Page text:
You’ve done your homework, your home is ready to sell, and now it’s time to list! Here are a few things to think about:

Have a (marketing) plan

Work with your agent (if you are not selling your home on your own) to develop a detailed marketing plan for attracting buyers to your home. This will include listing the home on the MLS (Multiple Listing Service) to maximize exposure to other agents and buyers as well as other advertising tactics (open houses, virtual tours, flyers, etc.).

 

Show, Show, Show

Make sure you’ve also got a plan when the home goes on the market. Potential buyers may be touring the property at various times—and sometimes without much notice—so you’ll need to ensure the house stays clean, valuables are locked away, and pets are safe.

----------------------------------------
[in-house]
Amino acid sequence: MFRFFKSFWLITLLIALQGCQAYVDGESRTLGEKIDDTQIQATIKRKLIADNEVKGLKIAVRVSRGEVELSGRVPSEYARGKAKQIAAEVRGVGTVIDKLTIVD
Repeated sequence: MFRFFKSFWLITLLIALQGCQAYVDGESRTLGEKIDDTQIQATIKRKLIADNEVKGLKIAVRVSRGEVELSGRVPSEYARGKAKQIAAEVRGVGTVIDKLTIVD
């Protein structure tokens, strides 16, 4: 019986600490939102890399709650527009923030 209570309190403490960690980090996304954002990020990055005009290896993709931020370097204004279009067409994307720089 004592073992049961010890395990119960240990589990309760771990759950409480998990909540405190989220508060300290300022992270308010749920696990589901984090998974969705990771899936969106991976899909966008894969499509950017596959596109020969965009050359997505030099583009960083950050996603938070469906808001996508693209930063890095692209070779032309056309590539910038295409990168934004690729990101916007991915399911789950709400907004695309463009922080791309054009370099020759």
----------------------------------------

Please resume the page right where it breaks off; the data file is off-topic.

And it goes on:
Tip: If your home isn’t getting buyers’ attention and has been on the market for a while, it may be time to look at other options, such as reducing the price or adding other incentives (e.g., paying closing costs) to entice buyers. Each market is different, but the longer the house sits for sale, the harder to sell it usually becomes. Some homeowners may even decide to take the home off the market and relist at a later date. You may also want to think about leasing your home for a period. Talk to your agent to review the best options for your situation.

 

Selling Your Home

Congratulations—you’ve got an offer on the table (or maybe you have several!). Now you move into the final step of the process:

Review offer(s)